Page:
The support backing may include an adhesive substrate. The support backing may be flat or planar. As used herein flat or planar substrates may be stiff or flexible (e.g., bendable). For example, in one variation the support backing may be a card. The support backing may be any appropriate size. For example, the support backing may be sized to fit into a pocket, wallet, or carrying case. A support backing may be shaped as a rectangle, square, oval, or other shape. In some variations, the support backing is less than 5 inches in diameter.
As mentioned, any appropriate nasal device(s) may be removably secured to the support backing. In particular, adhesive nasal devices having an adhesive holdfast and an airflow resistor may be used. Examples of nasal devices that may be used are described below, and in the patent applications mentioned and incorporated by reference above, including U.S. patent application Ser. No. 11/759,916 (titled “LAYERED NASAL DEVICES”) filed Jun. 7, 2007; U.S. patent application Ser. No. NOT YET ASSIGNED (titled “NASAL DEVICES”) filed Jun. 7, 2007; and U.S. patent application Ser. No. NOT YET ASSIGNED (titled “NASAL RESPIRATORY DEVICES FOR POSITIVE END-EXPIRATORY PRESSURE”) filed Jun. 7, 2007.
The packaging system may also include one or more features to assist in removing the nasal device(s) from the support backing. For example, the support backing may include a bend axis, wherein the bend axis is configured so that the backing may be preferentially bent along the bend axis. Bending the axis of the support backing may expose a region of the removable nasal device so that it can be grasped. The bend axis may be a crease in the support backing, a hinged region of the support axes, a pre-bent region, a scored region, a region in which material has been removed along the axis (a cut region), etc.
In general, the support backing may include an opening to which the airflow resistor (or airflow resistors) of one or more nasal devices may be aligned. This opening (or thru-hole) through the support backing typically allows air to be passed through the airflow resistor of the nasal device when it is secured to the support backing without requiring the nasal device to be removed from the support backing. This may be particularly useful for testing the resistance of the nasal device (e.g., the airflow resistor). In some variations the airflow resistor passes at least partially through the opening in the support backing. In some variations the opening is a cut out region that is removed from the support backing; in other variations the opening is not formed by a removed region, but is instead formed by a flap or cut in the support backing that maybe moved out of the way to form the opening.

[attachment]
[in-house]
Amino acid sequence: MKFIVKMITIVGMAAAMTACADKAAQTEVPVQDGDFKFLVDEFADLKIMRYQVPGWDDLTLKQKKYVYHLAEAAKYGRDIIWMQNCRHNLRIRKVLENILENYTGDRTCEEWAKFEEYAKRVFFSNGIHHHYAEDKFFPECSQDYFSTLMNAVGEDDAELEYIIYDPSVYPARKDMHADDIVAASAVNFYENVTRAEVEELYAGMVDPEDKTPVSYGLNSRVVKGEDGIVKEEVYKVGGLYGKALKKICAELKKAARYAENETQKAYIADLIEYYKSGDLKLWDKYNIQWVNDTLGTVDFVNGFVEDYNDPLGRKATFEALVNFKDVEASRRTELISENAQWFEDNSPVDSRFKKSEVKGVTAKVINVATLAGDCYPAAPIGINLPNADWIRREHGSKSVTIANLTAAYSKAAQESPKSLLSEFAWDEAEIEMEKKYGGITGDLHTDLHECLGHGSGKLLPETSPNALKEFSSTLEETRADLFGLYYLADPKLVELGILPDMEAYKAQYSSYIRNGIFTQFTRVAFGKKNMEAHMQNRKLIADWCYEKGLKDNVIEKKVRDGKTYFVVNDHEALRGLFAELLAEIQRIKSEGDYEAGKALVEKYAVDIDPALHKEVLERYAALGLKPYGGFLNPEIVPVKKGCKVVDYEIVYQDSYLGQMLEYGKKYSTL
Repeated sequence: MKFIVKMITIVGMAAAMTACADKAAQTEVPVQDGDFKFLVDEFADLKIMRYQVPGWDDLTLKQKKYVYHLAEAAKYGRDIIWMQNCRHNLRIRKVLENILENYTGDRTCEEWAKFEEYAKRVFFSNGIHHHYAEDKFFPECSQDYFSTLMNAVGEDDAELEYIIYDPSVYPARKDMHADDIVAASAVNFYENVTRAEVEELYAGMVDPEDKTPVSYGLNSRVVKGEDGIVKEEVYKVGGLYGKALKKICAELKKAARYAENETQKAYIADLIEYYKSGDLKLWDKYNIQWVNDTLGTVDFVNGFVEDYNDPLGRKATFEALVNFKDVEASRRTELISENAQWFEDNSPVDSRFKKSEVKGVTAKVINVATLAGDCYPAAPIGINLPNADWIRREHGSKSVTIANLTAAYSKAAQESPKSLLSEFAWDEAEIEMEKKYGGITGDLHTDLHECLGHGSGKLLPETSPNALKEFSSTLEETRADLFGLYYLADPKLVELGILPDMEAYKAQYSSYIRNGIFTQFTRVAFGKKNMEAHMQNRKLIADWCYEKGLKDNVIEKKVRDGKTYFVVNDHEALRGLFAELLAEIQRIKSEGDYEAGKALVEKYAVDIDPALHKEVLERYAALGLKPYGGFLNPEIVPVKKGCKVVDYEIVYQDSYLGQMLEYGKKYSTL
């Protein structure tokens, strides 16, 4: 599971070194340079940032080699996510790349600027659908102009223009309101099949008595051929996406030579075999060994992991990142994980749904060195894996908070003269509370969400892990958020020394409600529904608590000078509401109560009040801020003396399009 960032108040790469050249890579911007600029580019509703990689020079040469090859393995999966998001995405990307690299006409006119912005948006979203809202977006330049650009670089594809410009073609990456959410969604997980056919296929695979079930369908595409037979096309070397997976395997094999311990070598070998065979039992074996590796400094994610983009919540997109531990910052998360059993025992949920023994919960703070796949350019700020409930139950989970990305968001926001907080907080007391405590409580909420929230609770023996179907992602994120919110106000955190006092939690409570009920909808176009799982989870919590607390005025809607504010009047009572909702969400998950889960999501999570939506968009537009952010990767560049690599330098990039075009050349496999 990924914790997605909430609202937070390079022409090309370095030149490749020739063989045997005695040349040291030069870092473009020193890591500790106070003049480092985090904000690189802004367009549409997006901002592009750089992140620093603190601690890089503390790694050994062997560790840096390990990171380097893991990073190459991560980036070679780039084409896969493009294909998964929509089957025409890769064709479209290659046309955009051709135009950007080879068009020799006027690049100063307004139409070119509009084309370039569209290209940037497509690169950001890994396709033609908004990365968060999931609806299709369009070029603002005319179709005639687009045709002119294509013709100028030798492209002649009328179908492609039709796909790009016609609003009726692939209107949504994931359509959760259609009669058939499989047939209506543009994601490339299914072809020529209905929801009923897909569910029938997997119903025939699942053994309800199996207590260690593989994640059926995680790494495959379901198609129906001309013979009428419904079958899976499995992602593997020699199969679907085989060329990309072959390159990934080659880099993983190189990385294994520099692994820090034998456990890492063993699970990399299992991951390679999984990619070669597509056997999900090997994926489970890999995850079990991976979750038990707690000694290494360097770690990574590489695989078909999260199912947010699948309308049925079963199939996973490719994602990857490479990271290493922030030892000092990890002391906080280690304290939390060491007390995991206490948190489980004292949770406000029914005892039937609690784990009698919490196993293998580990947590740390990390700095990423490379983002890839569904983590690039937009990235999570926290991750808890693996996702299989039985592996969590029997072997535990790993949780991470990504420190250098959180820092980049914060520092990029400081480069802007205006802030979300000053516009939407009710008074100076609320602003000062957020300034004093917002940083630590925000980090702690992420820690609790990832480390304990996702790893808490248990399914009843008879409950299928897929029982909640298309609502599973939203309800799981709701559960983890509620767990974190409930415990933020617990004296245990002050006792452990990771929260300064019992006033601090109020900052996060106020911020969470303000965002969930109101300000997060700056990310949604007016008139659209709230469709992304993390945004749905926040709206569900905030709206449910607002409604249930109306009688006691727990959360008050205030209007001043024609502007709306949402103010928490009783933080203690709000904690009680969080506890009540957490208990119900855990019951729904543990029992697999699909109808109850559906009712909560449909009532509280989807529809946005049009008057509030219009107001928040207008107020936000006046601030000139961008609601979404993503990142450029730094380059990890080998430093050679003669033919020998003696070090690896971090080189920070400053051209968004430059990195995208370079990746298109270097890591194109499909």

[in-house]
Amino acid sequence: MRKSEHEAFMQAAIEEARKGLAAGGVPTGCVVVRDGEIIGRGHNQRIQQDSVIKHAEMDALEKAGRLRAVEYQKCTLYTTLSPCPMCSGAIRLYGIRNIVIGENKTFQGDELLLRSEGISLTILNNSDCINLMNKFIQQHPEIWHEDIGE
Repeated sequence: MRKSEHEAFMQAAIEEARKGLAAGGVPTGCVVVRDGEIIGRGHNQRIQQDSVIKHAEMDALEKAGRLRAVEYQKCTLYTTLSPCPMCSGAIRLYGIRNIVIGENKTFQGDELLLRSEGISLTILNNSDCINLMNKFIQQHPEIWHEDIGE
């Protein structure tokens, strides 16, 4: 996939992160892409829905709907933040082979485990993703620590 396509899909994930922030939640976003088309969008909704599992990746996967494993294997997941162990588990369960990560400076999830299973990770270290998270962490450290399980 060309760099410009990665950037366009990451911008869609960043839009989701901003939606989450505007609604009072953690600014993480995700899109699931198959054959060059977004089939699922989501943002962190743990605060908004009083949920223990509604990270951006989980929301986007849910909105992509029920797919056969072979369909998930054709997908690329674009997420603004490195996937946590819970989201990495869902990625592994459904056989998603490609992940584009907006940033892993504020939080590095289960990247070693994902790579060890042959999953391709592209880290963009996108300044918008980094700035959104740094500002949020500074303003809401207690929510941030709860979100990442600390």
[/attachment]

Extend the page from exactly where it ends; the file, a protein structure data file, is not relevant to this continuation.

A packaging system may also include at least one opening through the support backing that is useful for removing the one or more nasal devices. Such openings may be referred to as finger or detachment openings, because they may aid in detaching the nasal device from the support backing by allowing a subject to manually grasp the nasal device and separate it from the support backing. In some variations, the support backing including detachment openings associated with each nasal device. A portion of the nasal device (e.g., a tab or handle region) may extend into or across the detachment opening through the support backing, and allow the device to be more readily removed from the support backing.
Similarly, a packaging system may also include a cut region (e.g., a partially cut out opening) through the support backing to assist with removal of the device. The cut region is typically associated with each nasal device. For example, the support backing may be perforated. In some variations, the cut region is a semicircular cut through the support backing around a tab or handle of a nasal device that is removably attached to the support backing. The cut region may form the bend axis, as described above. Cut regions that are used for helping remove the nasal device from the support backing may be referred to as detachment cuts or detachment cut regions.